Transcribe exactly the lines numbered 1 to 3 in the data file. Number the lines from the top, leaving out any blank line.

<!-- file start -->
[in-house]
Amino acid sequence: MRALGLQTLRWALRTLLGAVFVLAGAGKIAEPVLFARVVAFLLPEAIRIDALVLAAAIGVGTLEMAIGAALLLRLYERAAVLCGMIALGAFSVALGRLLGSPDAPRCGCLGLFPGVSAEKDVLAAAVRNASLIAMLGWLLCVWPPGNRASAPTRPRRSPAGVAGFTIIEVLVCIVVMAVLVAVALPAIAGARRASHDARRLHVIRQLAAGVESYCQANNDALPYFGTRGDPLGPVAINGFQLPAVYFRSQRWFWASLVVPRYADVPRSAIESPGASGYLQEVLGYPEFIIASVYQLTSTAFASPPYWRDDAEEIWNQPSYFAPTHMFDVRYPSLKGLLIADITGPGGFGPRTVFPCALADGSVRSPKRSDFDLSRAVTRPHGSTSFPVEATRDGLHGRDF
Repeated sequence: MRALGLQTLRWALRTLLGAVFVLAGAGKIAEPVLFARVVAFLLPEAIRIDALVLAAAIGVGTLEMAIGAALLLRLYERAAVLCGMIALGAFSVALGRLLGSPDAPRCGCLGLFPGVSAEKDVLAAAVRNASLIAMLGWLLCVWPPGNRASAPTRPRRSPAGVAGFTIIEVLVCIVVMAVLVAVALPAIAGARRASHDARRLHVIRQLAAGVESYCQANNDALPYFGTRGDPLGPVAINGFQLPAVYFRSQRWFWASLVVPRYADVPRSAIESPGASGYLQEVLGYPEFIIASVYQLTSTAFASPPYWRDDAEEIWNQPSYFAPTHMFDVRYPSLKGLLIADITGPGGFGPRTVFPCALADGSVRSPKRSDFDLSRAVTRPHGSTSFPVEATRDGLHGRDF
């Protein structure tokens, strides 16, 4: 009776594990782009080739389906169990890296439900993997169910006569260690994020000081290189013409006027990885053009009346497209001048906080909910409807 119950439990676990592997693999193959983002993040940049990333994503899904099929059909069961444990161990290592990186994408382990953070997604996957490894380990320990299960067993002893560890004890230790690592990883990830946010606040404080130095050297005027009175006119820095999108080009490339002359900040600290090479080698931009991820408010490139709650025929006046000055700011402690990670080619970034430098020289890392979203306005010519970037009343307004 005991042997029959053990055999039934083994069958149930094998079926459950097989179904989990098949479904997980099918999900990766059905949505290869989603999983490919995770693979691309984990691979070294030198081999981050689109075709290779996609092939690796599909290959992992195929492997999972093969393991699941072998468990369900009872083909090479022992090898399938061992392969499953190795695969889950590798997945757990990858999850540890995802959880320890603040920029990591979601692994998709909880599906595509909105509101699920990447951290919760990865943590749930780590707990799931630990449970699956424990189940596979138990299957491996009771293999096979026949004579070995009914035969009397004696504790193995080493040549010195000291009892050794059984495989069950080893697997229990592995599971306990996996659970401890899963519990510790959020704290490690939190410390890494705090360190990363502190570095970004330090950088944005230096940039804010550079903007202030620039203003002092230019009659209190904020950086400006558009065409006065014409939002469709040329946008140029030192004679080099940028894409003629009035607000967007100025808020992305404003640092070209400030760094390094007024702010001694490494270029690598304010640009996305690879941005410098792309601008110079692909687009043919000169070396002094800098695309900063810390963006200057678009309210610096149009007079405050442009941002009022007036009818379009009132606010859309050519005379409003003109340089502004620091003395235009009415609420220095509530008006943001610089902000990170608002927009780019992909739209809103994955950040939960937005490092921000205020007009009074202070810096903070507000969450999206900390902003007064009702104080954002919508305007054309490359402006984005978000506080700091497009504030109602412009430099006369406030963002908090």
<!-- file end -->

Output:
[in-house]
Amino acid sequence: MRALGLQTLRWALRTLLGAVFVLAGAGKIAEPVLFARVVAFLLPEAIRIDALVLAAAIGVGTLEMAIGAALLLRLYERAAVLCGMIALGAFSVALGRLLGSPDAPRCGCLGLFPGVSAEKDVLAAAVRNASLIAMLGWLLCVWPPGNRASAPTRPRRSPAGVAGFTIIEVLVCIVVMAVLVAVALPAIAGARRASHDARRLHVIRQLAAGVESYCQANNDALPYFGTRGDPLGPVAINGFQLPAVYFRSQRWFWASLVVPRYADVPRSAIESPGASGYLQEVLGYPEFIIASVYQLTSTAFASPPYWRDDAEEIWNQPSYFAPTHMFDVRYPSLKGLLIADITGPGGFGPRTVFPCALADGSVRSPKRSDFDLSRAVTRPHGSTSFPVEATRDGLHGRDF
Repeated sequence: MRALGLQTLRWALRTLLGAVFVLAGAGKIAEPVLFARVVAFLLPEAIRIDALVLAAAIGVGTLEMAIGAALLLRLYERAAVLCGMIALGAFSVALGRLLGSPDAPRCGCLGLFPGVSAEKDVLAAAVRNASLIAMLGWLLCVWPPGNRASAPTRPRRSPAGVAGFTIIEVLVCIVVMAVLVAVALPAIAGARRASHDARRLHVIRQLAAGVESYCQANNDALPYFGTRGDPLGPVAINGFQLPAVYFRSQRWFWASLVVPRYADVPRSAIESPGASGYLQEVLGYPEFIIASVYQLTSTAFASPPYWRDDAEEIWNQPSYFAPTHMFDVRYPSLKGLLIADITGPGGFGPRTVFPCALADGSVRSPKRSDFDLSRAVTRPHGSTSFPVEATRDGLHGRDF